Writing Center Staff, Students Present Projects at Various Events

SUNY Poly Writing and Communications Center Coordinator (WCC) Dr. Don Moore, WCC students and peers recently presented their work at various event locally and afar.

On April 6, Dr. Moore presented his work titled, “Laboratory Writing and the Roots of the Writing Center,” at the annual Conference on College Composition and Communication (CCCC) in Spokane, WA. Formed in 1949 as part of the National Council of Teachers of English (NCTE), which began in 1911, the CCCC is the largest organization dedicated to writing research, theory, and teaching worldwide with less than 30 percent of proposals accepted for the yearly conference. Don’s presentation distinguishes four eras of writing center development (between 1887 and today) through the lens of Cultural-Historical Activity Theory (CHAT) to study various models from which modern-day writing centers have evolved. Most useful through this historical analysis, however, is how writing center practitioners and writing program administrators may use CHAT to chart new paths for our writing centers and writing programs in our ever-changing and challenging times.

Students and Faculty at the Poetry Workshop led by Poet Laureate Charlotte Pence.

Then on April 12, Maya Brown, a WCC Consultant and student who participated in the WCC Spring Poetry Workshops and Poetry Workshop at SUNY Poly with Poet Laureate Charlotte Pence, was invited to read her poem “I’m Beautiful” at the Women Who Inspire Luncheon. Maya also worked with Poet laureate Charlotte Pence during her recent visit and corresponding poetry workshop at Poly on April 10.

Maya Brown presenting at SURC.

On April 15, Maya Brown and Adelaide McDermott, psychology students in Don’s 308 WID course, presented their research as poster presentations at the SUNY Undergraduate Research Conference in Buffalo. Maya’s presentation, “The Internet’s Effect on ASD Diagnoses Through the Lens of Vygotsky’s CHAT,” looked at the relevant connections between activity and diagnoses of autism while Adelaide’s work, “Effects of Pornography Addiction,” studies how the effects of porn addiction mimic other forms of addiction, thus, concluding intervention may be a key to helping students develop coping skills before addiction becomes an issue. In addition to presenting their work we took in the sights at Niagara Falls!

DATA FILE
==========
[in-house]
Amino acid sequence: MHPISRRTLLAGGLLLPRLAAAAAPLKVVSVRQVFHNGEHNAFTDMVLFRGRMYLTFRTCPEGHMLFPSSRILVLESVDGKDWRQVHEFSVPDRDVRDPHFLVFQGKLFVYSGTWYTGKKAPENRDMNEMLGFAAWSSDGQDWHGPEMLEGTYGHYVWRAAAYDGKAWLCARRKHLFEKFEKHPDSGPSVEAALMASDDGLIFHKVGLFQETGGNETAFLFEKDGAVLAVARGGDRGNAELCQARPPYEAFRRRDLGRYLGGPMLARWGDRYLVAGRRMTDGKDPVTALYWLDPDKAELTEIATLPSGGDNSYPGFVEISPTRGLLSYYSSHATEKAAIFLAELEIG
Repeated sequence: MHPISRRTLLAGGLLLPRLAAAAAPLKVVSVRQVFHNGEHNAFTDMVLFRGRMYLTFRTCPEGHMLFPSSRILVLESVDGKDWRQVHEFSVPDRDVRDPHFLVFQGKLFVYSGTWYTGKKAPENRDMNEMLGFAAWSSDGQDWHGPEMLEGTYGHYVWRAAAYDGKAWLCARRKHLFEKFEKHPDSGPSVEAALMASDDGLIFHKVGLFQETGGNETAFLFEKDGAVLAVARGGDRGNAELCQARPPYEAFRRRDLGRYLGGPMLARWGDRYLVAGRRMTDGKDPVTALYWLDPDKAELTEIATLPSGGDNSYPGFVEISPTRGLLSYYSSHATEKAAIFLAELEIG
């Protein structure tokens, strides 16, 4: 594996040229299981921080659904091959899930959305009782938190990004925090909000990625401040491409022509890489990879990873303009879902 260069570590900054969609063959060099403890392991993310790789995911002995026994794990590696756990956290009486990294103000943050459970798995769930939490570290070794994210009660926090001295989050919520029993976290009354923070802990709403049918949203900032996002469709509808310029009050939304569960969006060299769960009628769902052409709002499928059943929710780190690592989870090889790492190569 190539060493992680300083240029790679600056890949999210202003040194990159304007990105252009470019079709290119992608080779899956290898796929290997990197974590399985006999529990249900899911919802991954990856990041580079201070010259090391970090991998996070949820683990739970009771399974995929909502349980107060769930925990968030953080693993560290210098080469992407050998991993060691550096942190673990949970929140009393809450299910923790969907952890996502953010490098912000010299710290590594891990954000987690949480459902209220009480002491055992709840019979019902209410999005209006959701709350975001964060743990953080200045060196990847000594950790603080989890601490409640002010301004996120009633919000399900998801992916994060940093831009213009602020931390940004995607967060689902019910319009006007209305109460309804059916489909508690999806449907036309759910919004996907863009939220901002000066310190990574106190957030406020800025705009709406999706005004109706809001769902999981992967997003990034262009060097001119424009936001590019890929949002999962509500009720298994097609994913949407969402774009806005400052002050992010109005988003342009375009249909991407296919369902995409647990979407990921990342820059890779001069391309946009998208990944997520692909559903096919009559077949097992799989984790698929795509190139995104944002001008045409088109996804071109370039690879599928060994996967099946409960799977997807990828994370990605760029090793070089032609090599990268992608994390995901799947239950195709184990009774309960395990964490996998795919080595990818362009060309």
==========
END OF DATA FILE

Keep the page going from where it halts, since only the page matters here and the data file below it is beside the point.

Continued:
Maya and Adelaide in Niagara Falls.

On April 21, Don, Alex Bulson, and WCC Consultant Eliot Szary presented their work, “Embedded Writing Consultants: Our Initial Efforts toward Developing WID Writing Programs at SUNY Poly,” at Cornell University’s Peer Tutoring Conference. This panel discussed their findings after conducting an experimental curriculum design aimed at closing gaps between first-year and upper division student writing at Poly. The presenters’ experimental design, using Writing about Writing and embedded consultants in a laboratory classroom, was developed through collaborative efforts across campus as a way to develop a Writing in the Disciplines approach to teaching writing at SUNY Poly.

Elliot, Don and Alex presenting at Cornell.

Don and Alex will follow up their Cornell presentation with a presentation at The Conference on Instruction and Technology (CIT) in Buffalo on May 22. This presentation, “Connecting Students and Faculty with Composition Theory: A Writing About Writing (WAW) Study as a Mechanism for Developing a WID Program,” reports on findings from Alex and Don’s study of their pilot WAW course and looks to the future as outcomes from their study foreshadow coursework and Professional Development opportunities that will continue to inform emerging composition practices at Poly.

Don also presented his work, “The Multiliteracy Center and an Evolution of the Writing Center Activity System,” at the International Writing Center’s Association 2023 Conference on October 12, 2023. This work envisions the Multiliteracy Center (MLC) through the framework of Cultural Historical Activity Theory (CHAT) as a way to help writing center practitioners move into the future of the MLC as practitioners look to build a self-sustaining community rich in professional development and individual, instructional, and programmatic growth opportunities. With its application of CHAT, this presentation explores specific historical conditions of writing center activity that has transformed writing center realities according to the laws of its own perfection.

Dr. Don Moore